“Once the tissues and organs are further analysed, it can help to indicate if there were any traces that could have caused his death, such as poison. Otherwise from the external injuries there is nothing that indicates foul play,” he said.

Enanga said it would not be necessary to take the samples abroad as the Government analytical laboratory is able to handle the tests.

On Wednesday, April 30, at around 12:49pm, the body of Olavi was retrieved, more than 32 hours after he had drowned. A 30-year-old fisherman, Ali Kinalwa, who was part of the search team, recovered the body trapped in the mud at a depth of about 27 metres.

According to eye witnesses and the Police, the body had deep cuts on the head, raising questions about what could have caused them. However, Enanga said the postmortem report did not show any evidence of inflammation.

“If he had been hit by a blunt object, then the flesh around the area would have been inflamed, but so far the post-mortem results submitted to us do not show that,” Enanga said.

Close family members, in an interview with Sunday Vision, said they were not yet satisfi ed with the explanations about the cause of Olavi’s death.

Sources also said the family had decided to get the services of a private investigator to help them unravel any mystery. Among the things that the investigator will set out to determine is what exactly transpired at the island where they had gone and in the boat.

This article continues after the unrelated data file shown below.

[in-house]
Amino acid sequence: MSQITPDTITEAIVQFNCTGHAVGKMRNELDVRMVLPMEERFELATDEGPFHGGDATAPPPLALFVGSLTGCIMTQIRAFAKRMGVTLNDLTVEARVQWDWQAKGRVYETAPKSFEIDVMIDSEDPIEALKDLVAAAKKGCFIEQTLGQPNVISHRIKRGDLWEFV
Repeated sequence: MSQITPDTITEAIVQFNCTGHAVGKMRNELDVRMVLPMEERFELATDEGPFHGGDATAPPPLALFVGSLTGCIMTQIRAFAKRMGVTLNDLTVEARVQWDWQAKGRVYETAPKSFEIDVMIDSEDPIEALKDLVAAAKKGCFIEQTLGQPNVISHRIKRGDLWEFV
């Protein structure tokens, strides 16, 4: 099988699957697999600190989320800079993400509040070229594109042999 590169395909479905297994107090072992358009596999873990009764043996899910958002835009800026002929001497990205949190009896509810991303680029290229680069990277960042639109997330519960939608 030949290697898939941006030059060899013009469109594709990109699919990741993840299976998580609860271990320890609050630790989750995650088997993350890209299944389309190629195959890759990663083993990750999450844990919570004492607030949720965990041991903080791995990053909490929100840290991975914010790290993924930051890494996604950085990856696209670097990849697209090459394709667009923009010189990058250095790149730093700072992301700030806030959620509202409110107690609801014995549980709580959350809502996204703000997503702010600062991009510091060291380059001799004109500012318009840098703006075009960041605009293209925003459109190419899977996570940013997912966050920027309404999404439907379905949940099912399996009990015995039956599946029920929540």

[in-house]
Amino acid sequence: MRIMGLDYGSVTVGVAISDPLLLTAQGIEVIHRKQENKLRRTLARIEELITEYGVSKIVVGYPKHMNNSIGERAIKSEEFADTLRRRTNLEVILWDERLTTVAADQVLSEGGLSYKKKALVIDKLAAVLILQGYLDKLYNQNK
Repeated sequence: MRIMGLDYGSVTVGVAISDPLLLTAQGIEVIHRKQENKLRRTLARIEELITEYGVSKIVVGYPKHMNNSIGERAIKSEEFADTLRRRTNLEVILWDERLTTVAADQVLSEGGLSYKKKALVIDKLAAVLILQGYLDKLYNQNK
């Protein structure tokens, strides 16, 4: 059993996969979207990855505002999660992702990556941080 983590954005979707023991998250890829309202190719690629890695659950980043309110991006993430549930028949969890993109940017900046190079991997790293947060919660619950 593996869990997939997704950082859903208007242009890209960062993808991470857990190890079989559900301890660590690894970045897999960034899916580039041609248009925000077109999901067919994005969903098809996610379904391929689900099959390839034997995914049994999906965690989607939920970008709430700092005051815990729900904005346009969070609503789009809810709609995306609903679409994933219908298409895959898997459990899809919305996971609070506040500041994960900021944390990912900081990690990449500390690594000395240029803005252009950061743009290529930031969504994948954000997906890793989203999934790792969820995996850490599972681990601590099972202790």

• Did he drown while swimming or did the boat capsize as initially reported by the Police?
  • What caused the wound on Olavi’s head?
  • Did he hit a rock as he plunged into the water, or did he get the injuries outside the water?
  • Why were the Police quick to state that they had rescued the other occupants in the boat after it capsized, yet the survivors say it did not capsize and that they drove themselves to Munyonyo Marina to seek help?
  • Did he lose consciousness before falling into the water?

A marine expert with the Uganda National Police who spoke to Sunday Vision said it was unlikely for someone to get a deep cut under water while drowning because the water reduces the gravitational force with which a person falls.